Thursday, January 3rd 2019

VESA Introduces DisplayHDR True Black High Dynamic Range Standard for OLED Displays

The Video Electronics Standards Association (VESA ) today introduced its new DisplayHDR True Black high dynamic range (HDR) standard, a variant on VESA's widely adopted High-Performance Monitor and Display Compliance Test Specification (DisplayHDR). The new standard has been optimized for emissive display technologies, including organic light emitting diode (OLED) and future microLED displays.

DisplayHDR True Black allows for up to 100X deeper black levels in addition to a greater dynamic range and a 4X improvement in rise time compared to VESA's DisplayHDR 1000 performance tier. This enables a visually stunning experience for home theater and gaming enthusiasts in subdued lighting environments. DisplayHDR and DisplayHDR True Black are the display industry's first fully open standards specifying HDR quality for LCD and emissive displays, respectively.
VESA also announced today that it has added a new 500 performance level to both the DisplayHDR and the DisplayHDR True Black standards to address the need for thin, ultra-lightweight HDR laptops. The new 500 level includes local dimming as well as the same color gamut, black level and bit-depth requirements associated with the 600 and 1000 levels with a small decrease in luminance compared to the 600 level, to bring about better thermal control in displays for super-thin notebooks. While the new 500 level is optimized for very small, ultra-slim displays, it actually applies to all resolutions and screen sizes, including those used in monitors.

Accelerated DisplayHDR Adoption Sets Stage for True Black
Since its introduction a year ago, VESA's DisplayHDR standard has seen widespread and growing adoption among LCD display OEMs. To date, nearly three dozen displays across nine display OEMs have been released to market with DisplayHDR certification. Many more are expected to be introduced in the coming months. With the introduction of the new DisplayHDR True Black standard, VESA anticipates a similarly strong adoption curve among OLED display OEMs as has occurred with the DisplayHDR standard.

"Embracing the new DisplayHDR True Black standard, OLED is the ideal display technology for mixing bright highlights with deep, true blacks, so consumers can create extraordinary content or simply appreciate incredibly breathtaking imagery on their PCs," said Jeremy Yun, vice president, OLED Marketing Team, Samsung Display Company. "The new standard, when coupled with VESA's DisplayHDR logo program, will show consumers that True Black represents a highly important step in enhancing gaming, TV or movie watching, as well as viewing and editing of photos and videos. Users can see and feel a dynamic range that yields a superior high-end HDR experience."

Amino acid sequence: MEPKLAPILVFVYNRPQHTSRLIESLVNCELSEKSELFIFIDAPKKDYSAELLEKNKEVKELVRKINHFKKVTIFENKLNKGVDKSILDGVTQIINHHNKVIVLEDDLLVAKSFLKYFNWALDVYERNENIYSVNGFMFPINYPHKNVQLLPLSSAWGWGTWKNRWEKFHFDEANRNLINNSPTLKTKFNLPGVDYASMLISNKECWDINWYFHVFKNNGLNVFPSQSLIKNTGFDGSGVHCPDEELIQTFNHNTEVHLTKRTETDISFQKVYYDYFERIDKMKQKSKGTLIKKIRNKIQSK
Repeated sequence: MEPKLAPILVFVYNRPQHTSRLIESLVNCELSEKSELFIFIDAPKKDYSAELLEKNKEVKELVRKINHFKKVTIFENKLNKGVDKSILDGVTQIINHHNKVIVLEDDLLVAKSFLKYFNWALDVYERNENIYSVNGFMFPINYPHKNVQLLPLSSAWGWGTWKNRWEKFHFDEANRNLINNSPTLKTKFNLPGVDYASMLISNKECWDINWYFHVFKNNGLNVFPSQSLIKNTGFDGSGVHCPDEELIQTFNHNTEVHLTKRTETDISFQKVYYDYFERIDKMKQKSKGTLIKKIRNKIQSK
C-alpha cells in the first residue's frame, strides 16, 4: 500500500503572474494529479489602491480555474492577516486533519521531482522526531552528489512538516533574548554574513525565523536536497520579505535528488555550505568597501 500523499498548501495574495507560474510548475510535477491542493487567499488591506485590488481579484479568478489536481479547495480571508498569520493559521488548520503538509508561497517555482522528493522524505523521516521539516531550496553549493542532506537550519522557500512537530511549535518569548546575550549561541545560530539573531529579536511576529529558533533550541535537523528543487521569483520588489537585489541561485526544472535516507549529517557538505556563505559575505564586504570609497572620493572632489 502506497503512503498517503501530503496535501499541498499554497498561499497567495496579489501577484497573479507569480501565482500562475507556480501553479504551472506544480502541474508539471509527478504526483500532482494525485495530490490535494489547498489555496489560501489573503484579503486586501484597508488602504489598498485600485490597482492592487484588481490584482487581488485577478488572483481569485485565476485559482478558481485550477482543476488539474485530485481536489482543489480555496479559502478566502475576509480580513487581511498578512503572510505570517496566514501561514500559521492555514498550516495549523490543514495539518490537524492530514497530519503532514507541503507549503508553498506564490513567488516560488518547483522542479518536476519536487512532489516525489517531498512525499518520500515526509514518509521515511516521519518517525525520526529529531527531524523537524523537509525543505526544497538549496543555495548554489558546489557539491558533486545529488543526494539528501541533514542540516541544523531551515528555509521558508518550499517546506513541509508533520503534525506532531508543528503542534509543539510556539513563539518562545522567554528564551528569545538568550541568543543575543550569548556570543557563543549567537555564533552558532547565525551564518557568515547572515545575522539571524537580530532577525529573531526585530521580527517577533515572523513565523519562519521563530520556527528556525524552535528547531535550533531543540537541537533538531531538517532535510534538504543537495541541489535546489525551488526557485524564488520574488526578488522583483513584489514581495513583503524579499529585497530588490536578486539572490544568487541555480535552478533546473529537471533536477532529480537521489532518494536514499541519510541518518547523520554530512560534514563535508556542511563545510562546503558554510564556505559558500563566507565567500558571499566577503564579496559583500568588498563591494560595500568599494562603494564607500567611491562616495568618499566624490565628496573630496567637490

Deeper Black Levels with DisplayHDR True Black Standard
On LCD displays, what is considered "black" is actually a dark grey tone, which is a result of minor light leakage common with these displays. VESA defined the new DisplayHDR True Black specification with emissive displays in mind to bring the permissible black level down to 0.0005 cd/m2 - the lowest level that can be effectively measured with industry-standard colorimeters. For gamers and movie watchers in subdued lighting environments, displays adhering to the DisplayHDR True Black specification can provide incredibly accurate shadow detail and dramatic increases in dynamic range (up to 50X depending on lighting condition) for a truly remarkable visual experience.

"When VESA unveiled the original DisplayHDR standard, we recognized that display technologies were quickly evolving, and we immediately set to work on developing a new open HDR standard for OLED and other emissive display technologies," stated Roland Wooster, chairman of the VESA task group responsible for DisplayHDR, and the association's representative from Intel Corporation for HDR display technology. "On behalf of all of the VESA member companies that contributed to the DisplayHDR True Black specification, I'm pleased to say that we are fulfilling our promise with today's announcement. We're extremely proud of this incredible, high contrast and high dynamic range standard. Consumers benefit from the transparency of the DisplayHDR True Black specification and logo, which makes it clear that they're getting a display that yields huge performance improvements in subdued lighting environments."

Added Wooster, "We're also very excited to include the new 500 performance tier for the DisplayHDR and DisplayHDR True Black standards, which provides true local dimming, high color quality and a high contrast ratio at the lowest price point and thermal impact for display OEMs. This combination makes the 500 level ideal for ultra-thin notebook designs, but it's equally applicable to monitors as well."
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28 Comments on VESA Introduces DisplayHDR True Black High Dynamic Range Standard for OLED Displays

#1
bubbly1724
DisplayHDR is such a scam compared to HDR in TVs. 600 and up REQUIRE local dimming which is useless for anything but getting the specification since <10 is generally used due to cost, and this is generally useless for any sort of content viewing The only other option is getting a 4000:1 contrast ratio (check the tunnel test from the DisplayHDR spec) which only the best of VA panels can achieve. The only thing good that's come out of it is that you can guarantee the monitor is at least 8-bit which has been long overdue for computer monitors.

This True Black standard is even more pointless since it's just another label + price hike to slap onto OLED monitors.
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#2
SoNic67
Third party standards are needed, otherwise we are left at manufacturer whims.
My "10 bit" monitor is actually 8 bit FRC that can't be used for HDR. But it has a big 10 bit slapped on.
Price hike? Sure, if the quality is there, why not? You pay extra for that panel anyway, at least now we have a common yard stick.